High commodity prices improve U.S. farmers’ overall crop receipts and net cash income, which in turn fuels growth in farm machinery. While corn, soybeans and wheat have fallen from their all-time high prices during the past couple of years, longer term they’re expected to increase, which paints a positive picture for ag equipment sales.

Although market responses to high crop prices in recent years, both in the U.S. and abroad, are projected to lower U.S. crop prices over the next couple of years, in the longer term prices for corn, wheat and soybeans are projected to remain high relative to historical prices.

The continuing influence of several long-term factors — including global growth in population and per capital income, a low-valued U.S. dollar, increasing costs for crude petroleum and rising biofuel production — underlies these price projections.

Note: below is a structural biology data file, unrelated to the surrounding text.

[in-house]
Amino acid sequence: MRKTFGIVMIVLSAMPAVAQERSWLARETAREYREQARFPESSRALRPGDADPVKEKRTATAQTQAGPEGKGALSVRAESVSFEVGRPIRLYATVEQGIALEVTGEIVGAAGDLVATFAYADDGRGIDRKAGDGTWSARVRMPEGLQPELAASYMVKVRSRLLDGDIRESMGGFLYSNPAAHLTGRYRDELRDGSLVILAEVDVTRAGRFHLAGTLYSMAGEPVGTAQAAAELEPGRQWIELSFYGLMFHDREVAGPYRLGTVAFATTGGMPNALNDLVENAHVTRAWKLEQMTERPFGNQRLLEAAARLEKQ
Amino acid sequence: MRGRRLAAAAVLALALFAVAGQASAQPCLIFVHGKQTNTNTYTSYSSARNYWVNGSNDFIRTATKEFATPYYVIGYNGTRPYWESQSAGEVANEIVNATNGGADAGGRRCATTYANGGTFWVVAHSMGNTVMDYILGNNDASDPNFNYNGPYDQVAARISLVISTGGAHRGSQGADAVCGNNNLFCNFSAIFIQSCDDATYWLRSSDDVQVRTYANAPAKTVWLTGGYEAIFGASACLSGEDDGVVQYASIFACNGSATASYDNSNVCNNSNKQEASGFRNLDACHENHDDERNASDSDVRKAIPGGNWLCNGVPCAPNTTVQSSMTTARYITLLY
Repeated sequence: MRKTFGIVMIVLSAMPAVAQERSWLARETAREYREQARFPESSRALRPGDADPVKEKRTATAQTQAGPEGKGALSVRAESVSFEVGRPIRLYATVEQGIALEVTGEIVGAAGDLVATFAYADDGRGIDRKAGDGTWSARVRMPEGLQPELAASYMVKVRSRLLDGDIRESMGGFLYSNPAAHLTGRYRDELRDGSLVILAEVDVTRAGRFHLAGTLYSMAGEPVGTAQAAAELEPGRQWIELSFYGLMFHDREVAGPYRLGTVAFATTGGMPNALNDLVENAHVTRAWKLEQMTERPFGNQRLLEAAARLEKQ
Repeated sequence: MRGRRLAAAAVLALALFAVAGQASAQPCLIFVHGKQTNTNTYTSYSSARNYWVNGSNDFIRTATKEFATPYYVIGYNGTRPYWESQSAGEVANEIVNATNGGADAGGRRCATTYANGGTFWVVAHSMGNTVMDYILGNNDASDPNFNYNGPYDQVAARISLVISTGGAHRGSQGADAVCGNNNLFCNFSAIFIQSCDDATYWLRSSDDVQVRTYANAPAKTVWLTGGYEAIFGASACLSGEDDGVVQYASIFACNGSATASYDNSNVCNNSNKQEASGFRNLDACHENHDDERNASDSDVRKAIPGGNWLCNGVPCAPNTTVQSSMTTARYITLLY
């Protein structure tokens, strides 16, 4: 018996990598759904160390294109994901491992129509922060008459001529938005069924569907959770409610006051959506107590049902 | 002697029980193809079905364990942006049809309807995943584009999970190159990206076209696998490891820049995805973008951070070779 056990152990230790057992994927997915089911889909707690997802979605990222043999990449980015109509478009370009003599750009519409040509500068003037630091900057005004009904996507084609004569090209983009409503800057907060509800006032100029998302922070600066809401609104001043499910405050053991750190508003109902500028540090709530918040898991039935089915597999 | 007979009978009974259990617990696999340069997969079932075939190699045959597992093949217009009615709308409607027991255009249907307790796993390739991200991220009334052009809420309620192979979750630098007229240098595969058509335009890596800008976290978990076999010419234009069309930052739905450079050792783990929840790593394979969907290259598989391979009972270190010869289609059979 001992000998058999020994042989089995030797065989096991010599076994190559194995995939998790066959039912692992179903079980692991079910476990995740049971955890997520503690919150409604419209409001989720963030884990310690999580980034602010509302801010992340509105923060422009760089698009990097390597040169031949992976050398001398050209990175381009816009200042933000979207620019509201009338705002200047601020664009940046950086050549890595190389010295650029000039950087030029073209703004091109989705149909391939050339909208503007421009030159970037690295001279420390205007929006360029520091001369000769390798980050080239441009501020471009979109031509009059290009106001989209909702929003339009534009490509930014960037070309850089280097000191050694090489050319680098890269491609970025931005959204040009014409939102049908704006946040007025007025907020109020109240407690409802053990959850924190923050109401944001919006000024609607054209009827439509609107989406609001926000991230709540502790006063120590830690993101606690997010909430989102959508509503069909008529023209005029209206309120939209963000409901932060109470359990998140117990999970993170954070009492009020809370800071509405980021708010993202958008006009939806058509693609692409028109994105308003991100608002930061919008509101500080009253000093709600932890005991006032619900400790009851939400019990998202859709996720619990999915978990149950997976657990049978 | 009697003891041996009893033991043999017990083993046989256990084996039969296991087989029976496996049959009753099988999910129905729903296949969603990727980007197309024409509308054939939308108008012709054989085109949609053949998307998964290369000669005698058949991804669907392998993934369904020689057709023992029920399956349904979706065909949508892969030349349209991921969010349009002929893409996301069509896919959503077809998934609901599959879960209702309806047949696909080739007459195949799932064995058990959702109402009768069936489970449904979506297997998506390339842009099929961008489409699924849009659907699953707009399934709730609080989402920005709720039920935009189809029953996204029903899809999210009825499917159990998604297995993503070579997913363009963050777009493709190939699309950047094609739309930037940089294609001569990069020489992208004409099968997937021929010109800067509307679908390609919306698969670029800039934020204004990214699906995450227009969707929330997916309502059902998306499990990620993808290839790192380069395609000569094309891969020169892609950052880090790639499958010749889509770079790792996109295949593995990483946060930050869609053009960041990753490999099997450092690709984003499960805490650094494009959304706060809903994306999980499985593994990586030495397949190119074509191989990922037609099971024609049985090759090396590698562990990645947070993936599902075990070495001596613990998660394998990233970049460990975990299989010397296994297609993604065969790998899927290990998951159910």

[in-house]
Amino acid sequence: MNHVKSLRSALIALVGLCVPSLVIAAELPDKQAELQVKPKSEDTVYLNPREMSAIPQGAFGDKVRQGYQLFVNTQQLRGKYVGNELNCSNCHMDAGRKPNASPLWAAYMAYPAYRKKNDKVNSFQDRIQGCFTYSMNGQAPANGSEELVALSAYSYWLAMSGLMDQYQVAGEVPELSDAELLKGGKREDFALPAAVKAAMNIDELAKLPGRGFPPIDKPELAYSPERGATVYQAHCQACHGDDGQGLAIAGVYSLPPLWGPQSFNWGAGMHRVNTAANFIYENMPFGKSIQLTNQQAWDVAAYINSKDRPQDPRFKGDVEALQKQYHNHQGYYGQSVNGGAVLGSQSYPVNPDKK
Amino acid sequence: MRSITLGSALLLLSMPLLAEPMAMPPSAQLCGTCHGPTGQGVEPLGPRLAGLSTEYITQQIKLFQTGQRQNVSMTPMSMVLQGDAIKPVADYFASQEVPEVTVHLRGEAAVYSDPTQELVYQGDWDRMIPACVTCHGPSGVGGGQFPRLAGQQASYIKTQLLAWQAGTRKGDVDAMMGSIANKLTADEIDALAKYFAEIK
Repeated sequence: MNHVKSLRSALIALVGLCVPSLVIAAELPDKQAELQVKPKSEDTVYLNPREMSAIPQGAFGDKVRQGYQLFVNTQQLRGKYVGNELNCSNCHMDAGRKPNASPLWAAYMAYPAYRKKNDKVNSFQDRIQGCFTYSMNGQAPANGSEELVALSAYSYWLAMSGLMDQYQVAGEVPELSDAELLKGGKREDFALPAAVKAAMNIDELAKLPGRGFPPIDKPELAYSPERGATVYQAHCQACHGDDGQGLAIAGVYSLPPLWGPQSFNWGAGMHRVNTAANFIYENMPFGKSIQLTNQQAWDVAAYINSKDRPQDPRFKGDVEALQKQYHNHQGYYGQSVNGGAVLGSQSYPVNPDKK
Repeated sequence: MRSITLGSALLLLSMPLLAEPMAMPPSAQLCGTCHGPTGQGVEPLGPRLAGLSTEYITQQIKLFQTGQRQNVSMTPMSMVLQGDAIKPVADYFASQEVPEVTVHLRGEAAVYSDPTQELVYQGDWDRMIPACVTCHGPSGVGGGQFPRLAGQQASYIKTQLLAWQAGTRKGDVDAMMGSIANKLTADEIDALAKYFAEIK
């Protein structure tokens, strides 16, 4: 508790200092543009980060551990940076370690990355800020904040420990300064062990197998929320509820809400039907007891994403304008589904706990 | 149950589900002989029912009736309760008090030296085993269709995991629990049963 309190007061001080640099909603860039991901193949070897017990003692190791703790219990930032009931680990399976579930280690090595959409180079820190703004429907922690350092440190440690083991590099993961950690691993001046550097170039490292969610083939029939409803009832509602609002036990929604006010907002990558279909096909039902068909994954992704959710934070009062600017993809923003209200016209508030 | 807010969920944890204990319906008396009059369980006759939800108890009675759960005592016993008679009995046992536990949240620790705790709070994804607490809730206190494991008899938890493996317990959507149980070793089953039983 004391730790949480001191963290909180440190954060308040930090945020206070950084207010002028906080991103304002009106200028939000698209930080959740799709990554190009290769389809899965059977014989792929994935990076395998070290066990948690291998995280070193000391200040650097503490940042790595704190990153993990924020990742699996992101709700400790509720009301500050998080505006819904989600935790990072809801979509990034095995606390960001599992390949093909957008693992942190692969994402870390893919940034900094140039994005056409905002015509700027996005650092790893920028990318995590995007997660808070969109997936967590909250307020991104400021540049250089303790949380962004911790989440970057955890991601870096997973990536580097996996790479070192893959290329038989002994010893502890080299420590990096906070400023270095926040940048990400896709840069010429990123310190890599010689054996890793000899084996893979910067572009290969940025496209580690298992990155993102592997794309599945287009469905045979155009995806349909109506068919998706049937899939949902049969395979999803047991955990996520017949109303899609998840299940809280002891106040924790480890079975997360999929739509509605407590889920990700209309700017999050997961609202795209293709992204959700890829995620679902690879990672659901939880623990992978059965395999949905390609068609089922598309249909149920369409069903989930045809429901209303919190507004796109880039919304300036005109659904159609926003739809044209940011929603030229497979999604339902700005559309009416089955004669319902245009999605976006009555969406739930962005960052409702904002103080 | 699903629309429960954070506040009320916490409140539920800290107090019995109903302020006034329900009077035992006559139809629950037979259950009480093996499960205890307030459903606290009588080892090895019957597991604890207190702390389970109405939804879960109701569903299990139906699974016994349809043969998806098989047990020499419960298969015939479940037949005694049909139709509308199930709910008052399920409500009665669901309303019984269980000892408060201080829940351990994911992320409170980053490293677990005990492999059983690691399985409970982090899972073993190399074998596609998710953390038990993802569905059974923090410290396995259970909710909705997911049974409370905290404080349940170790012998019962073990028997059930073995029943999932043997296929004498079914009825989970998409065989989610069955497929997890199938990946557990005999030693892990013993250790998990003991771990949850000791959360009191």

Corn prices are projected to decline through 2015-16, but then begin increasing in 2016-17 as ending stocks tighten due to growth in feed use, exports and demand for corn by ethanol producers. Soybean prices are expected to initially fall from recent highs but then rise moderately after 2015-16, reflecting strengthening demand for soybeans and soybean products. Wheat prices are also projected to fall through 2016-17, in response to rising wheat stocks and falling corn prices, but strengthen in the longer term due to export growth, moderate gains in food use and declining stocks.

Find this chart and additional analysis in USDA Agricultural Projections to 2023.